It would seem that if radiated waves depended on acceleration of electrons traveling as a continuous (non-pulsating) current in a circular piece of wire that drift velocity would be important.

Unfortunately, that velocity is quite slow (http://hyperphysics.phy-astr.gsu.edu/hbase/electric/miccur.html) compared to reversals caused by AC of a few kHz (or sharp edges).

Using that calculator for drift velocity, 10A in 24 awg (0.81 mm dia) copper wire has a drift velocity of 1.425 ^10-3 m/s. A ring with an effective path length* of 1.425 mm and would produce 2 reversals/loop, i.e., each second. Acceleration (v^2/r) = 5 mm/sec^2. That would require a very small loop for anything that was not mHz.**

*I am assuming the mean path that should be used would be something like the magnetic path length of a toroid and not the simple average of OD and ID x π. The formula for magnetic path length is here: http://www.mhw-intl.com/assets/CSC/CSC Design Formulas 2011.pdf However, regardless of the model, the path would be short.

**Assume the wire is 0.8 mm diameter and one can make a loop with an OD of 2.4 mm and ID of 0.8 mm. (I am ignoring deformation of the wire as it is formed.) The mean path is 4.58 mm. A 1.425 mm mean path would require an ID on the order of 45 microns.
 

Janis59

Joined Aug 21, 2017
970
The question may have re-wording to - how much time will take to walk fro NY to LA with walking speed zero point zero zero. The answer is - zero bits in eternity.
The DC fields like H field or E field may exist separately, however they are attenuating in centimeters not a kilometers, this is first, but second, if any transfer a bit per second You havent a DC but modulated signal with side frequencies around a carrier what are AC. Transfer a 30 bps and get a 30 Hz AC.
 
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nsaspook

Joined Aug 27, 2009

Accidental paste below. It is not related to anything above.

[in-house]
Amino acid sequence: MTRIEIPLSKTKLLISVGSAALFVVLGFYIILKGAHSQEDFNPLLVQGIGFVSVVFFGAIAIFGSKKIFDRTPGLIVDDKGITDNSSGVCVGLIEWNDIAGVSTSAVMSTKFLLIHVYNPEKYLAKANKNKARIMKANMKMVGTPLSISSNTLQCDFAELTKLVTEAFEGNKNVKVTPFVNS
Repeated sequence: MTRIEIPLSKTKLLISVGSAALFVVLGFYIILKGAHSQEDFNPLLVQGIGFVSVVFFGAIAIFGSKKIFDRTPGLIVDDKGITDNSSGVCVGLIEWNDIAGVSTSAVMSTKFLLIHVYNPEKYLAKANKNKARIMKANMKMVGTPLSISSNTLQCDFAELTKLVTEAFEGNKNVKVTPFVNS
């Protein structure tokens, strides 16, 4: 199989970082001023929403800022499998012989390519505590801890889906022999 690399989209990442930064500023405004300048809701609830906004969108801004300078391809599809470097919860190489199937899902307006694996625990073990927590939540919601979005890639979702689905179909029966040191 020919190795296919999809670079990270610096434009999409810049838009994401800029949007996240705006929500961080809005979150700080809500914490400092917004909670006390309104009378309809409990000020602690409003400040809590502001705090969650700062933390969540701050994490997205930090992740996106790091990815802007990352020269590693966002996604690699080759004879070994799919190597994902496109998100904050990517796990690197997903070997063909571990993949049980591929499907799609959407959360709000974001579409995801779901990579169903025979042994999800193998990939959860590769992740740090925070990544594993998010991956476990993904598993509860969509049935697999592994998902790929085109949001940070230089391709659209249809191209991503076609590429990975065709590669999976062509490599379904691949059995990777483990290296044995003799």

6,720
It would seem that if radiated waves depended on acceleration of electrons traveling as a continuous (non-pulsating) current in a circular piece of wire that drift velocity would be important.

Unfortunately, that velocity is quite slow (http://hyperphysics.phy-astr.gsu.edu/hbase/electric/miccur.html) compared to reversals caused by AC of a few kHz (or sharp edges).

Using that calculator for drift velocity, 10A in 24 awg (0.81 mm dia) copper wire has a drift velocity of 1.425 ^10-3 m/s. A ring with an effective path length* of 1.425 mm and would produce 2 reversals/loop, i.e., each second. Acceleration (v^2/r) = 5 mm/sec^2. That would require a very small loop for anything that was not mHz.**

*I am assuming the mean path that should be used would be something like the magnetic path length of a toroid and not the simple average of OD and ID x π. The formula for magnetic path length is here: http://www.mhw-intl.com/assets/CSC/CSC Design Formulas 2011.pdf However, regardless of the model, the path would be short.

**Assume the wire is 0.8 mm diameter and one can make a loop with an OD of 2.4 mm and ID of 0.8 mm. (I am ignoring deformation of the wire as it is formed.) The mean path is 4.58 mm. A 1.425 mm mean path would require an ID on the order of 45 microns.
Very good points about using wire. With accelerated charged in vacuum the effect of Cyclotron radiation is detectable down to one electron.
https://physics.aps.org/articles/v8/36
 

Janis59

Joined Aug 21, 2017
970
Actually, even if at Your country "Lenin`s" bulbs are still in use and not condemned, even for them may use a ferrite ring, where in middle is going the wire and thin wire makes some 60-100 turns controlled by opamp, making a signal proportional to the current. No current --> no signal. So, after stays Schmitt trigger and voila!